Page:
Keywords: business cycle; demand elasticity; household shopping; housing wealth; markup; retail prices
    JEL: E12 E21 E31 E32 E52 R22
    Date: 2015–05
  46. By: Faria-e-Castro, Miguel; Martinez, Joseba; Philippon, Thomas
    Abstract: We characterize the optimal use of information disclosure and fiscal backstops during financial crises. In our model, financial crises force governments to choose between runs and lemons. Revealing information about banks’ assets reduces adverse selection in credit markets, but it can also create inefficient runs on weak banks. A fiscal backstop mitigates this risk and allows the government to pursue a high disclosure strategy. A government with a strong fiscal position is more likely to run informative stress tests than a government with a weak fiscal position. As a result, such a government is also less likely to rely on outright bailouts.
    Keywords: bailouts; credit guarantees; deposit insurance; fiscal backstop; stress tests
    JEL: E5 E6 G1 G2
    Date: 2015–05
  47. By: Bacchetta, Philippe; Perazzi, Elena; van Wincoop, Eric
    Abstract: This paper examines quantitatively the potential for monetary policy to avoid self-fulfilling sovereign debt crises. We combine a version of the slow-moving debt crisis model proposed by Lorenzoni and Werning (2014) with a standard New Keynesian model. We consider both conventional and unconventional monetary policy. Under conventional policy the central bank can preclude a debt crisis through inflation, lowering the real interest rate and raising output. These reduce the real value of the outstanding debt and the cost of new borrowing, and increase tax revenues and seigniorage. Unconventional policies take the form of liquidity support or debt buyback policies that raise the monetary base beyond the satiation level. We find that generally the central bank cannot credibly avoid a self-fulfilling debt crisis. Conventional policies needed to avert a crisis require excessive inflation for a sustained period of time. Unconventional monetary policy can only be effective when the economy is at a structural ZLB for a sustained length of time.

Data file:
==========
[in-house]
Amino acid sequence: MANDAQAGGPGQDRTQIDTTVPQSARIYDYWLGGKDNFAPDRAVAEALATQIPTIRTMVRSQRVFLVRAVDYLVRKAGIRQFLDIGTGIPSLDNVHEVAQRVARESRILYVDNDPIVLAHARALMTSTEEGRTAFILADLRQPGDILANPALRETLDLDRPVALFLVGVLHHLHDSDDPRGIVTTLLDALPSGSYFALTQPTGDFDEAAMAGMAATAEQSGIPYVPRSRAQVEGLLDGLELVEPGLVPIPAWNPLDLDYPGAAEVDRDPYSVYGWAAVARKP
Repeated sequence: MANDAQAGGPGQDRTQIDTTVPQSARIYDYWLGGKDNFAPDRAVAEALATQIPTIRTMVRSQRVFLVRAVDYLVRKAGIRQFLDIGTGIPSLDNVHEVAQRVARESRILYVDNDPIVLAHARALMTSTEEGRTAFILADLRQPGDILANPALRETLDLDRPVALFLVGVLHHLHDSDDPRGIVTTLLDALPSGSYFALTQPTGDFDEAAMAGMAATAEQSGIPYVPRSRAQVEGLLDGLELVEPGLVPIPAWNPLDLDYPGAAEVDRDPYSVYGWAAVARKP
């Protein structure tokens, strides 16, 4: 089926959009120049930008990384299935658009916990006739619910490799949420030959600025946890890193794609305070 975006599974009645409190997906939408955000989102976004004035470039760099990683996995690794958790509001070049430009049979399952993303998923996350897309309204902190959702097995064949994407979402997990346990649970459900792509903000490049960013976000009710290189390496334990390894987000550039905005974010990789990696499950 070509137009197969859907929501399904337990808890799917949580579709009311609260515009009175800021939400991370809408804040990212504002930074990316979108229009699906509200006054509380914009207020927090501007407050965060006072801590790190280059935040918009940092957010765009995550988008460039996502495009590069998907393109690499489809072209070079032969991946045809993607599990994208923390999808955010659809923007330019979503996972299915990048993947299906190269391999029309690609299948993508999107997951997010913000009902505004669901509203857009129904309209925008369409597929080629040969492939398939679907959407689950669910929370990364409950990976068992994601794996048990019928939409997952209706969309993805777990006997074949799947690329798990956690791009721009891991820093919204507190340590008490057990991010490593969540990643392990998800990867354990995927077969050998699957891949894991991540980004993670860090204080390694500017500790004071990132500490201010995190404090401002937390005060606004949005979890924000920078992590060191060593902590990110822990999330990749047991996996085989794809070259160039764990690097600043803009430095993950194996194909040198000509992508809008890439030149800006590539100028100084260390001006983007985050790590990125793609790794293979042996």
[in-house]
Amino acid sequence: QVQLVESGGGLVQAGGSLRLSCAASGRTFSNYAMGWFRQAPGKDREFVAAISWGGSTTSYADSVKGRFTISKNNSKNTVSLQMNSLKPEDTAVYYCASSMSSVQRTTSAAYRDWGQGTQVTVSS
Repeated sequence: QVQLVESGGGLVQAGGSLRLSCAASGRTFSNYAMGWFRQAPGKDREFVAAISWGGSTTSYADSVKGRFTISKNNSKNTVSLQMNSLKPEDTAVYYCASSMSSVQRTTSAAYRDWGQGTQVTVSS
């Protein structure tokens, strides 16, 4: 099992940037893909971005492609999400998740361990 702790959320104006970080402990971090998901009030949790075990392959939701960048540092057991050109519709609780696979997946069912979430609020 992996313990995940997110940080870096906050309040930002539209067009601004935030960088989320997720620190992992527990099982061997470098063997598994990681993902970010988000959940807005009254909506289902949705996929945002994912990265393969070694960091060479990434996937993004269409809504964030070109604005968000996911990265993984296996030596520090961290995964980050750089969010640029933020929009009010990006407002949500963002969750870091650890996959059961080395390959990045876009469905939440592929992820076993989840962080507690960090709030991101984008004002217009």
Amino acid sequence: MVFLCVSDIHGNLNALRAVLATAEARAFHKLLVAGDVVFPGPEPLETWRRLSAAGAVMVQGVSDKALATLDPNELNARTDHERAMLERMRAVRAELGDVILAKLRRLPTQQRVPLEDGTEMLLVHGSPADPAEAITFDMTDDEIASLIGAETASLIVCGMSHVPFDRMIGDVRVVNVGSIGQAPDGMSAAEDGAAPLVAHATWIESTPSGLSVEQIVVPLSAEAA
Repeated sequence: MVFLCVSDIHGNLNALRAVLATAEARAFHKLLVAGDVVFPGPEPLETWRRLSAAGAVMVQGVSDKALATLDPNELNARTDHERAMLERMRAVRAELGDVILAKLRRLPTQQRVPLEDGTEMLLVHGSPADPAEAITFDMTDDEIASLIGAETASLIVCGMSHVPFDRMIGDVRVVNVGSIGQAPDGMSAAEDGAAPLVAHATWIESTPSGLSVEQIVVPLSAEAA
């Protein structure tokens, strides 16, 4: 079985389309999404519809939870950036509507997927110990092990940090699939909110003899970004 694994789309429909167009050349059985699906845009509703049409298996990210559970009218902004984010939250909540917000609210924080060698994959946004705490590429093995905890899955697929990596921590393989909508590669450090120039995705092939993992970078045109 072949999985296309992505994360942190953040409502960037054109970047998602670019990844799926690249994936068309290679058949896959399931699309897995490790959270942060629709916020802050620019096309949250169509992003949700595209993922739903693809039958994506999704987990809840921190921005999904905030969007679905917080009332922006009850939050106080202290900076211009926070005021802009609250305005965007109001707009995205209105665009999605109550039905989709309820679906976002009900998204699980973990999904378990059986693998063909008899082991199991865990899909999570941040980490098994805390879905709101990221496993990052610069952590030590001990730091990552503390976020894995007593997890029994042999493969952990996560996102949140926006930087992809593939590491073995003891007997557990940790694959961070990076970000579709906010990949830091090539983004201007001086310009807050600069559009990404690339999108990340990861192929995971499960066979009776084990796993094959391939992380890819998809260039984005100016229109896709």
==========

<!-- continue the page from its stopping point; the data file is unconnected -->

Keywords: long-term debt; Monetary policy; Sovereign debt crises
    JEL: E52 E60 F34
    Date: 2015–05
  48. By: Marcellino, Massimiliano; Sivec, Vasja
    Abstract: Large scale factor models have been often adopted both for forecasting and to identify structural shocks and their transmission mechanism. Mixed frequency factor models have been also used in a reduced form context, but not for structural applications, and in this paper we close this gap. First, we adapt a simple technique developed in a small scale mixed frequency VAR and factor context to the large scale case, and compare the resulting model with existing alternatives. Second, using Monte Carlo experiments, we show that the finite sample properties of the mixed frequency factor model estimation procedure are quite good. Finally, to illustrate the method we present three empirical examples dealing with the effects of, respectively, monetary, oil, and fiscal shocks.